Undoubtedly, the largest nightmare concerned Olympic tickets. In 1986 the organization promised that only 10 per cent would go to the “Olympic family.” Then, in October, 1986, oco officials admitted that as many as 50 per cent of the tickets for major events would go to Olympic officials and sponsors. In fact, oco eventually
held 23 per cent of the tickets for organizers, sponsors and government officials. William Wardle, oco’s vice-president of marketing, admits that the situation was poorly handled: “It was an expectation that we built up that we shouldn’t have.” Then, in the fall of 1986, a full-fledged scandal erupted. A few Americans complained to oco that a Calgary firm called World Tickets Inc. was asking them to pay for tickets in U.S. funds. At the time, the American dollar was worth nearly 40 cents more than the Canadian dollar, oco ticket manager James McGregor was fired, and the Calgary police charged him with theft and fraud. McGregor is out on bail awaiting trial in June.
Meanwhile, oco’s troubles produced a crisis of public confidence in the Olympics. The committee’s solution was to install King as a paid chairman and Pratt’s boss in January, 1987. But the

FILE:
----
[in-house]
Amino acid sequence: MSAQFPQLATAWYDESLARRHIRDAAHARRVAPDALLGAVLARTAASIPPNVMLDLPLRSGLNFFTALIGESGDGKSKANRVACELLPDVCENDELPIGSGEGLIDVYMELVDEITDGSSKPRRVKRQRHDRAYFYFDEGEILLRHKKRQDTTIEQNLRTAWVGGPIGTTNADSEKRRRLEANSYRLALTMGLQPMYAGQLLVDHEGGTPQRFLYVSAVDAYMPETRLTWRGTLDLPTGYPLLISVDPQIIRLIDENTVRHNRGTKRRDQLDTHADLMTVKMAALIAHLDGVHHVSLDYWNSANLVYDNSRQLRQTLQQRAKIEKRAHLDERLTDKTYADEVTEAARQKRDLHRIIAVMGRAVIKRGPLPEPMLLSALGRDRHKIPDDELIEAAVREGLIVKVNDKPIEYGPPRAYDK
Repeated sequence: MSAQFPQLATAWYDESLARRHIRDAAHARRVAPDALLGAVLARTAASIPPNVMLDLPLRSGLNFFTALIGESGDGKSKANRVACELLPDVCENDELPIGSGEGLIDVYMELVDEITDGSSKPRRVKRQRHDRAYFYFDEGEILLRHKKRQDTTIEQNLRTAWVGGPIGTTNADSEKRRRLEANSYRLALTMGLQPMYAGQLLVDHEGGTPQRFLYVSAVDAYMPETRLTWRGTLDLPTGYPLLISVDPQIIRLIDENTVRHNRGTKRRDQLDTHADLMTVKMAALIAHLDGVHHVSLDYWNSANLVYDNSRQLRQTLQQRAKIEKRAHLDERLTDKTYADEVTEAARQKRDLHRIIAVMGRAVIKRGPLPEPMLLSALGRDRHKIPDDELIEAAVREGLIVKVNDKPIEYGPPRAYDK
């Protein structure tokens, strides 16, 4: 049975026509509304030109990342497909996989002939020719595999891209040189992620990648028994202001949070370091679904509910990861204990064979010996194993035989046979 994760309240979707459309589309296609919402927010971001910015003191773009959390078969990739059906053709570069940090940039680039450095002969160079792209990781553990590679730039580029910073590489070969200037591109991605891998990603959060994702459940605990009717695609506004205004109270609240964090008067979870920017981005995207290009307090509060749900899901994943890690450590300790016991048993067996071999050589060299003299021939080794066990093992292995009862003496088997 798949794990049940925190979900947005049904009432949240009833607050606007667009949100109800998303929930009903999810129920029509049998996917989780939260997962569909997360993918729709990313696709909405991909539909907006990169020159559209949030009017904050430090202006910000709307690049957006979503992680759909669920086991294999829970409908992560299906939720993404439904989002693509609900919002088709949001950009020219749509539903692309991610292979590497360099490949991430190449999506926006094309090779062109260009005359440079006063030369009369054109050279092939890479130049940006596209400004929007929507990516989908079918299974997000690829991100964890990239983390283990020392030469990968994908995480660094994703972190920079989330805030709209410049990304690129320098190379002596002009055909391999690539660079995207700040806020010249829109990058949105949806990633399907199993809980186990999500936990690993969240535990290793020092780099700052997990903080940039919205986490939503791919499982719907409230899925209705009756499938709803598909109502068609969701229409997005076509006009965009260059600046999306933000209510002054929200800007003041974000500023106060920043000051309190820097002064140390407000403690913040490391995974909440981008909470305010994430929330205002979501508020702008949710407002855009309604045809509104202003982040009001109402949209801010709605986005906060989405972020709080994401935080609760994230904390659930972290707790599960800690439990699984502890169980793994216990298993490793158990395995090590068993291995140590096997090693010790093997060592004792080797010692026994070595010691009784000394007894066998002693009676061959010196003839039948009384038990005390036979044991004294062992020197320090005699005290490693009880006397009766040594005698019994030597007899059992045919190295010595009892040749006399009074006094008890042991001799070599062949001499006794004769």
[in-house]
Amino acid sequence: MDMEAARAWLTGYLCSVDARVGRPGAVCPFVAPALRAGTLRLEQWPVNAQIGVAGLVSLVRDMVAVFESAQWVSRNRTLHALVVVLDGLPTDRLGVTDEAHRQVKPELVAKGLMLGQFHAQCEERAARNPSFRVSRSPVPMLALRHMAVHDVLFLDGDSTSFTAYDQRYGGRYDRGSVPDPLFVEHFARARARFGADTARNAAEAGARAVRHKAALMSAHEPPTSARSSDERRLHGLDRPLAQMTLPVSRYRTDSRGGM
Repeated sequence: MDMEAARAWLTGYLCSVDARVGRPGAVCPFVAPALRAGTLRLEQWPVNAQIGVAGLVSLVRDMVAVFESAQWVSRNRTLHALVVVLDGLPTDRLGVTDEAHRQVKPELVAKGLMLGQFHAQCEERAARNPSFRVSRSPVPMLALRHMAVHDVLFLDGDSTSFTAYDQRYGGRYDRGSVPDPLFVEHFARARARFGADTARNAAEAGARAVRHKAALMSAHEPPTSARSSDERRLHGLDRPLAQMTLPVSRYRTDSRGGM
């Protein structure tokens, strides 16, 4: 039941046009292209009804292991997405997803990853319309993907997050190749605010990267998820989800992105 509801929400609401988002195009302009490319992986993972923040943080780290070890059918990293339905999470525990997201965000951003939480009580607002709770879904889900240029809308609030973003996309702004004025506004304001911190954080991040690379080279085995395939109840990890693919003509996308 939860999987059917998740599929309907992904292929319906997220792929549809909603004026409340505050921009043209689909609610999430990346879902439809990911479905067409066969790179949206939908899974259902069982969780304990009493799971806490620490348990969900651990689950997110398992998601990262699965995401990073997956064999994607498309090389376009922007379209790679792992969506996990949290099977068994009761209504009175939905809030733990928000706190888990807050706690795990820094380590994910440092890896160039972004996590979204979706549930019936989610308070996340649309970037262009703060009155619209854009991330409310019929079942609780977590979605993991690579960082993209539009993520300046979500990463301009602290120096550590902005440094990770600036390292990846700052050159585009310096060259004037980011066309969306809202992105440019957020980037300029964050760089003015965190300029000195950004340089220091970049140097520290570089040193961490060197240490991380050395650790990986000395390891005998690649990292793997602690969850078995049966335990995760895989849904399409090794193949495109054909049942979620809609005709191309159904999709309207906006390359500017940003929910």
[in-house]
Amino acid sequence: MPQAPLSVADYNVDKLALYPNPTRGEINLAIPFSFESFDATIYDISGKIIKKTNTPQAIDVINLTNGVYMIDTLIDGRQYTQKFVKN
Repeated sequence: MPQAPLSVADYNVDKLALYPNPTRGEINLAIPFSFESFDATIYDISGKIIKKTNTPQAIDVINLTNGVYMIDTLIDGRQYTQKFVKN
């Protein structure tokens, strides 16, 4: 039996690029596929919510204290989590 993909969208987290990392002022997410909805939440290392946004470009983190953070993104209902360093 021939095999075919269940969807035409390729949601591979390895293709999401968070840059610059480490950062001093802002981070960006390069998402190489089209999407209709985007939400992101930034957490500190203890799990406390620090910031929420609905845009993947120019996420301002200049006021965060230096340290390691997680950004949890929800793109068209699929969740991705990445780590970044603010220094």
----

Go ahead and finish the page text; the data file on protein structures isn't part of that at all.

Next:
move created tensions between Pratt and King. Says oco manager Terry Steward: “They had to cope with each other’s egos.” And despite his charm, King was often touchy with the press. The media, in turn, became increasingly alienated. Says Ralph Mellanby, executive producer of sports for Toronto-based CTV, the host broadcaster: “I have always felt on the perimeter out there. The way I perceive it, oco is an oilman’s, cattleman’s Calgary thing. It is no nonsense and no bullshit.”
The ioc was frustrated by what it saw as oco’s refusal to collaborate and profit from its Olympic experience. Montreal lawyer Richard Pound, an ioc vice-president, compared the organizing committee’s attitude to his dealings with wealthy widows: “At first they cannot do anything. Then, in a few months, they know everything. Not only that, they have always known everything. And we, the ioc, who have organized 14 Games before, know nothing.” After Samaranch met with Klein in Switzerland and suggested that he take charge of oco’s public relations, Klein prepared a 10-page report on the subject and set up a special committee to resolve the problems. Last fall, at Samaranch’s suggestion, the mayor toured European capitals to promote the Games, a move that annoyed oco insiders. Says one oco manager: “Samaranch told Klein he should go if he was worried about the Games, and Klein leapt at the chance.”
Still, as the Games approached, public discontent slowly gave way to a spirit more in keeping with the Olympic ideal. Last November polls showed that 90 per cent of Calgarians supported the Games. At oco, among the hardworking managers, there is little time for bickering and bruised egos. Says the typically brusque Pratt: “There is no tomorrow with the Olympics. You better get it right the first time.” When the Olympics are over and the flame extinguished, the controversial club of Calgarians hope to be remembered chiefly for the fact that they got it right.